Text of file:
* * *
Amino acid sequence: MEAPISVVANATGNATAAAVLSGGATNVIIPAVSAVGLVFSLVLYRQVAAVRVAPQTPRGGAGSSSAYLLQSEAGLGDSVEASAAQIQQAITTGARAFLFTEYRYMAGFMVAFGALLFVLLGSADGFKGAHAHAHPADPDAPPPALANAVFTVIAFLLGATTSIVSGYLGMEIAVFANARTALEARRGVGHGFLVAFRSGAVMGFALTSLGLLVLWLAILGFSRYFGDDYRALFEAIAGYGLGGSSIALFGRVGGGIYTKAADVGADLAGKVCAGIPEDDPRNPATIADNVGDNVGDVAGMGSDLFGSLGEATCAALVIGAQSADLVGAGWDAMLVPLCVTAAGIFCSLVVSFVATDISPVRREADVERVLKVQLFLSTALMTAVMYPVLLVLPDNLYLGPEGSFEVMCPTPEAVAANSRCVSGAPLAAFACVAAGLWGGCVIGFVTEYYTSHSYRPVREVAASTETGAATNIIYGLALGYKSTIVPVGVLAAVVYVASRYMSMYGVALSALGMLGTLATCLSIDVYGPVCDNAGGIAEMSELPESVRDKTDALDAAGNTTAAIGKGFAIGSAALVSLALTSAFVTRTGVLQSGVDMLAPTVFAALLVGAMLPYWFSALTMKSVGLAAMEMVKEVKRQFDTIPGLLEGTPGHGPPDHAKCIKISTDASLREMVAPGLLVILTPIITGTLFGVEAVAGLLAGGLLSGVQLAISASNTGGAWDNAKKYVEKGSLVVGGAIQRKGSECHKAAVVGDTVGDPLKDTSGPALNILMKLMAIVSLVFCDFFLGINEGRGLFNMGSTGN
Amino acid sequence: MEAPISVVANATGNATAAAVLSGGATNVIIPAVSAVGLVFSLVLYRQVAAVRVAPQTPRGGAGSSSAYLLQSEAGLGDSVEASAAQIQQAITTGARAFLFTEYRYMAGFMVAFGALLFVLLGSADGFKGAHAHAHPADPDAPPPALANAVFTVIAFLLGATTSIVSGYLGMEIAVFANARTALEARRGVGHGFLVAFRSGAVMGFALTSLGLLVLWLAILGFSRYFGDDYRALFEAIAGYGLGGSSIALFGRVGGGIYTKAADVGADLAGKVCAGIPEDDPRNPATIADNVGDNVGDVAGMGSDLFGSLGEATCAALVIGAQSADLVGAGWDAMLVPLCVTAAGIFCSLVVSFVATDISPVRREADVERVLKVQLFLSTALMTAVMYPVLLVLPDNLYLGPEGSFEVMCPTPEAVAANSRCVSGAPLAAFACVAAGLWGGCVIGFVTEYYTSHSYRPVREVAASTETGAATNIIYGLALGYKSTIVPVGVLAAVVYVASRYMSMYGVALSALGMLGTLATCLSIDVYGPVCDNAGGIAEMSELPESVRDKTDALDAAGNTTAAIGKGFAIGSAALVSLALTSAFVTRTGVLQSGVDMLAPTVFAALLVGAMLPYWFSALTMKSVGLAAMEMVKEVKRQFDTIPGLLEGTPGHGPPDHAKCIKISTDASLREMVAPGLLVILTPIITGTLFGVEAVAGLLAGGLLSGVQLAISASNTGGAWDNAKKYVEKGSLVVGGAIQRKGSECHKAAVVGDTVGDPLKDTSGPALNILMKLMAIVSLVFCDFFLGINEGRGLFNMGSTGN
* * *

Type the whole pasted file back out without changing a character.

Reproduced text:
Amino acid sequence: MEAPISVVANATGNATAAAVLSGGATNVIIPAVSAVGLVFSLVLYRQVAAVRVAPQTPRGGAGSSSAYLLQSEAGLGDSVEASAAQIQQAITTGARAFLFTEYRYMAGFMVAFGALLFVLLGSADGFKGAHAHAHPADPDAPPPALANAVFTVIAFLLGATTSIVSGYLGMEIAVFANARTALEARRGVGHGFLVAFRSGAVMGFALTSLGLLVLWLAILGFSRYFGDDYRALFEAIAGYGLGGSSIALFGRVGGGIYTKAADVGADLAGKVCAGIPEDDPRNPATIADNVGDNVGDVAGMGSDLFGSLGEATCAALVIGAQSADLVGAGWDAMLVPLCVTAAGIFCSLVVSFVATDISPVRREADVERVLKVQLFLSTALMTAVMYPVLLVLPDNLYLGPEGSFEVMCPTPEAVAANSRCVSGAPLAAFACVAAGLWGGCVIGFVTEYYTSHSYRPVREVAASTETGAATNIIYGLALGYKSTIVPVGVLAAVVYVASRYMSMYGVALSALGMLGTLATCLSIDVYGPVCDNAGGIAEMSELPESVRDKTDALDAAGNTTAAIGKGFAIGSAALVSLALTSAFVTRTGVLQSGVDMLAPTVFAALLVGAMLPYWFSALTMKSVGLAAMEMVKEVKRQFDTIPGLLEGTPGHGPPDHAKCIKISTDASLREMVAPGLLVILTPIITGTLFGVEAVAGLLAGGLLSGVQLAISASNTGGAWDNAKKYVEKGSLVVGGAIQRKGSECHKAAVVGDTVGDPLKDTSGPALNILMKLMAIVSLVFCDFFLGINEGRGLFNMGSTGN
Amino acid sequence: MEAPISVVANATGNATAAAVLSGGATNVIIPAVSAVGLVFSLVLYRQVAAVRVAPQTPRGGAGSSSAYLLQSEAGLGDSVEASAAQIQQAITTGARAFLFTEYRYMAGFMVAFGALLFVLLGSADGFKGAHAHAHPADPDAPPPALANAVFTVIAFLLGATTSIVSGYLGMEIAVFANARTALEARRGVGHGFLVAFRSGAVMGFALTSLGLLVLWLAILGFSRYFGDDYRALFEAIAGYGLGGSSIALFGRVGGGIYTKAADVGADLAGKVCAGIPEDDPRNPATIADNVGDNVGDVAGMGSDLFGSLGEATCAALVIGAQSADLVGAGWDAMLVPLCVTAAGIFCSLVVSFVATDISPVRREADVERVLKVQLFLSTALMTAVMYPVLLVLPDNLYLGPEGSFEVMCPTPEAVAANSRCVSGAPLAAFACVAAGLWGGCVIGFVTEYYTSHSYRPVREVAASTETGAATNIIYGLALGYKSTIVPVGVLAAVVYVASRYMSMYGVALSALGMLGTLATCLSIDVYGPVCDNAGGIAEMSELPESVRDKTDALDAAGNTTAAIGKGFAIGSAALVSLALTSAFVTRTGVLQSGVDMLAPTVFAALLVGAMLPYWFSALTMKSVGLAAMEMVKEVKRQFDTIPGLLEGTPGHGPPDHAKCIKISTDASLREMVAPGLLVILTPIITGTLFGVEAVAGLLAGGLLSGVQLAISASNTGGAWDNAKKYVEKGSLVVGGAIQRKGSECHKAAVVGDTVGDPLKDTSGPALNILMKLMAIVSLVFCDFFLGINEGRGLFNMGSTGN